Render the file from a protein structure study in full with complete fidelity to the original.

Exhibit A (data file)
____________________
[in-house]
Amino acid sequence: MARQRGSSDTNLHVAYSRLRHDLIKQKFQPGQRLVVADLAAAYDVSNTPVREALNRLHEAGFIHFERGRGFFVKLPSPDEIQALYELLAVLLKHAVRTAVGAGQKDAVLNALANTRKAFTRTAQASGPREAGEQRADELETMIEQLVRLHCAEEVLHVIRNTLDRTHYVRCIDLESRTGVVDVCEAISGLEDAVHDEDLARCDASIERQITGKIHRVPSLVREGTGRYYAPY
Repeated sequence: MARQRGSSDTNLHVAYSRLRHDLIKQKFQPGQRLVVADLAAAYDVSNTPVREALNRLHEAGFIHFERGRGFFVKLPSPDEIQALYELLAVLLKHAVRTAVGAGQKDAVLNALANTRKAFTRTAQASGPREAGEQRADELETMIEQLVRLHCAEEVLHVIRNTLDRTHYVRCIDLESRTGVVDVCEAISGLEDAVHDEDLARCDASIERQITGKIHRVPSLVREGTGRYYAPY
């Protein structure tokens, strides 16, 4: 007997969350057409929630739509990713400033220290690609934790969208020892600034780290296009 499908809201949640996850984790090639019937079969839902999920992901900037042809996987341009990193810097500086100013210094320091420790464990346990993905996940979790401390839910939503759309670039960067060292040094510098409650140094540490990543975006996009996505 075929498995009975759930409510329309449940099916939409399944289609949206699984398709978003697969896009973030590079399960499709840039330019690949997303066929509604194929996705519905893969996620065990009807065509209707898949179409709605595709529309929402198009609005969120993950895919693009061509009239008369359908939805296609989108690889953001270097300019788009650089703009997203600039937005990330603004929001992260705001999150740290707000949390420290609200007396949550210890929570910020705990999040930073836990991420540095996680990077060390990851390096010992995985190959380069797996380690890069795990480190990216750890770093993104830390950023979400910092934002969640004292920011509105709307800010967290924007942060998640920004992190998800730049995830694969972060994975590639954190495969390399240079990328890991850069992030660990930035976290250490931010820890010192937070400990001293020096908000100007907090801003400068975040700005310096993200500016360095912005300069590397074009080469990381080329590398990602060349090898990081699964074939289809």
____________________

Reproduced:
[in-house]
Amino acid sequence: MARQRGSSDTNLHVAYSRLRHDLIKQKFQPGQRLVVADLAAAYDVSNTPVREALNRLHEAGFIHFERGRGFFVKLPSPDEIQALYELLAVLLKHAVRTAVGAGQKDAVLNALANTRKAFTRTAQASGPREAGEQRADELETMIEQLVRLHCAEEVLHVIRNTLDRTHYVRCIDLESRTGVVDVCEAISGLEDAVHDEDLARCDASIERQITGKIHRVPSLVREGTGRYYAPY
Repeated sequence: MARQRGSSDTNLHVAYSRLRHDLIKQKFQPGQRLVVADLAAAYDVSNTPVREALNRLHEAGFIHFERGRGFFVKLPSPDEIQALYELLAVLLKHAVRTAVGAGQKDAVLNALANTRKAFTRTAQASGPREAGEQRADELETMIEQLVRLHCAEEVLHVIRNTLDRTHYVRCIDLESRTGVVDVCEAISGLEDAVHDEDLARCDASIERQITGKIHRVPSLVREGTGRYYAPY
């Protein structure tokens, strides 16, 4: 007997969350057409929630739509990713400033220290690609934790969208020892600034780290296009 499908809201949640996850984790090639019937079969839902999920992901900037042809996987341009990193810097500086100013210094320091420790464990346990993905996940979790401390839910939503759309670039960067060292040094510098409650140094540490990543975006996009996505 075929498995009975759930409510329309449940099916939409399944289609949206699984398709978003697969896009973030590079399960499709840039330019690949997303066929509604194929996705519905893969996620065990009807065509209707898949179409709605595709529309929402198009609005969120993950895919693009061509009239008369359908939805296609989108690889953001270097300019788009650089703009997203600039937005990330603004929001992260705001999150740290707000949390420290609200007396949550210890929570910020705990999040930073836990991420540095996680990077060390990851390096010992995985190959380069797996380690890069795990480190990216750890770093993104830390950023979400910092934002969640004292920011509105709307800010967290924007942060998640920004992190998800730049995830694969972060994975590639954190495969390399240079990328890991850069992030660990930035976290250490931010820890010192937070400990001293020096908000100007907090801003400068975040700005310096993200500016360095912005300069590397074009080469990381080329590398990602060349090898990081699964074939289809």